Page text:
Mariki P, Rellosa N, Wratney A. Application of a modified microbiologic criterion for identifying pediatric ventilator-associated pneumonia. Am J Infect Control 2014; 42:1079–1083.  Back to cited text no. 25
    
26.
Wisplinghoff H, Bischoff T, Sandra M. Nosocomial bloodstream infections in US hospitals: analysis of 24,179 cases from a prospective nationwide surveillance study. Clin Infect Dis 2004; 39:309–317.  Back to cited text no. 26
    
27.
Wolf J, Curtis N, Worth L. Central line-associated bloodstream infection in children. Pediatr Infect Dis J 2013; 32:905–910.  Back to cited text no. 27
    
28.
Tomar S, Lodha R, Das B. Central line-associated bloodstream infections (CLABSI): Microbiology and antimicrobial resistance pattern of isolates from the pediatric ICU of a tertiary care Indian hospital. Clin Epidemiol Glob Health 2015; 3:16–19.  Back to cited text no. 28
    
29.
Ng DK, Miu T, Chiu W. Validation of pediatric index of mortality 2 in three pediatric intensive care units in Hong Kong. Indian J Pediatr 2011; 78:1491–1494.  Back to cited text no. 29
    
30.
Ibrahiem SK, Galal YS, Youssef MRL, Sedrak AS, Elkhateeb EM, Abdel-Hameed ND et al. Prognostic markers among Egyptian children with sepsis in the Intensive Care Units, Cairo University Hospitals. Allergol Immunopathol 2016; 44:46–53.  Back to cited text no. 30
    
31.
Rosenthal VD, Ramachandran B, Villamil-Gomez W, Armas-Ruiz A, Navoa-Ng JA, Matta-Cortés L et al. Impact of a multidimensional infection control strategy on central line-associated bloodstream infection rates in pediatric intensive care units of five developing countries: findings of the INICC. Infection 2012; 40:415–423.  Back to cited text no. 31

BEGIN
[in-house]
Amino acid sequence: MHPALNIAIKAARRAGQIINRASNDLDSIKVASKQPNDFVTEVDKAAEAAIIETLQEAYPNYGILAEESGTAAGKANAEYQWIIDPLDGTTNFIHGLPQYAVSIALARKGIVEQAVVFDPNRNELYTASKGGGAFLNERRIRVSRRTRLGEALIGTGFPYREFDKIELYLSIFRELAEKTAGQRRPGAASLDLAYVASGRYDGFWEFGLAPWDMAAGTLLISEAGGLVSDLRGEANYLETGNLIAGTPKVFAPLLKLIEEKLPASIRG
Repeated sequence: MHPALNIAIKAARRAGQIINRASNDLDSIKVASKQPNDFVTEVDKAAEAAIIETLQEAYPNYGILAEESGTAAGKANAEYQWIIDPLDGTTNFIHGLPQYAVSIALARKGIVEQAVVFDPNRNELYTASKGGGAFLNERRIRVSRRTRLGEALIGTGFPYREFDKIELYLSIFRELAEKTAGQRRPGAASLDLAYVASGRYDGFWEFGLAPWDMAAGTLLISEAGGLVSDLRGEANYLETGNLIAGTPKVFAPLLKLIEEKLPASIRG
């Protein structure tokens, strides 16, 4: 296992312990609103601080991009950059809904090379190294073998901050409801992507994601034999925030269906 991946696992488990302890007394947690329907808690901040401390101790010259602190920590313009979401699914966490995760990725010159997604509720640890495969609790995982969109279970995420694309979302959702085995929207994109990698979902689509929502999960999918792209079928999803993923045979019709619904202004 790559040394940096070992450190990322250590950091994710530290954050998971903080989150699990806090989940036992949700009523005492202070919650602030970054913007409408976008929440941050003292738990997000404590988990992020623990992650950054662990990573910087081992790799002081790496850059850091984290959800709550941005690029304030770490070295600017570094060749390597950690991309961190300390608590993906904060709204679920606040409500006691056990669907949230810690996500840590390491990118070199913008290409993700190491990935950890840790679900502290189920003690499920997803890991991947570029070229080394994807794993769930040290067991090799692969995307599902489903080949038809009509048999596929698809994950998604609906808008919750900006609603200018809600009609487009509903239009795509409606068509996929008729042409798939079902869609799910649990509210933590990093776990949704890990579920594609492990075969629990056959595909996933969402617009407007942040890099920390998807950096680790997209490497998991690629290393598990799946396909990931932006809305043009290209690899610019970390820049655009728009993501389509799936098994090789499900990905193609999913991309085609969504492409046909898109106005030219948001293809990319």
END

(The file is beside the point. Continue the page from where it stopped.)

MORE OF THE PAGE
32.
Rosenthal VD, Maki DG, Graves N. The International Nosocomial Infection Control Consortium (INICC): goals and objectives, description of surveillance methods, and operational activities. Am J Infect Control 2008; 36:1–12.  Back to cited text no. 32
    
33.
Rosenthal VD. International Nosocomial Infection Control Consortium (INICC) resources: INICC multidimensional approach and INICC surveillance online system. Am J Infect Control 2016; 44:81–90.  Back to cited text no. 33
    
34.
Rosenthal VD, Alvarez-Moreno C, Villamil-Gomez W, Singh S, Ramachandran B, Navoa-Ng JA et al. Effectiveness of a multidimensional approach to reduce ventilator-associated pneumonia in pediatric intensive care units of 5 developing countries: International Nosocomial Infection Control Consortium findings. Am J Infect Control 2012; 40:497–501.  Back to cited text no. 34
    
35.
Rosenthal VD, Todi SK, Alvarez-Moreno C, Pawar M, Karlekar A, Zeggwagh A et al. Impact of a multidimensional infection control strategy on catheter-associated urinary tract infection rates in the adult intensive care units of 15 developing countries: findings of the International Nosocomial. Infection 2012; 40:517–526.  Back to cited text no. 35
    



 
 
    Tables

  [Table 1], [Table 2], [Table 3], [Table 4], [Table 5], [Table 6]



 

Top
 
 
  Search
 
Similar in PUBMED
   Search Pubmed for
   Search in Google Scholar for
 Related articles
Access Statistics
Email Alert *
Add to My List *
* Registration required (free)

 
  In this article
Abstract
Introduction
Aim
Patients and methods
Results
Discussion
Conclusion
References
Article Tables

 Article Access Statistics
    Viewed419    
    Printed75    
    Emailed0    
    PDF Downloaded87    
    Comments [Add]    

Recommend this journal


[TAG2]
[TAG3]
[TAG4]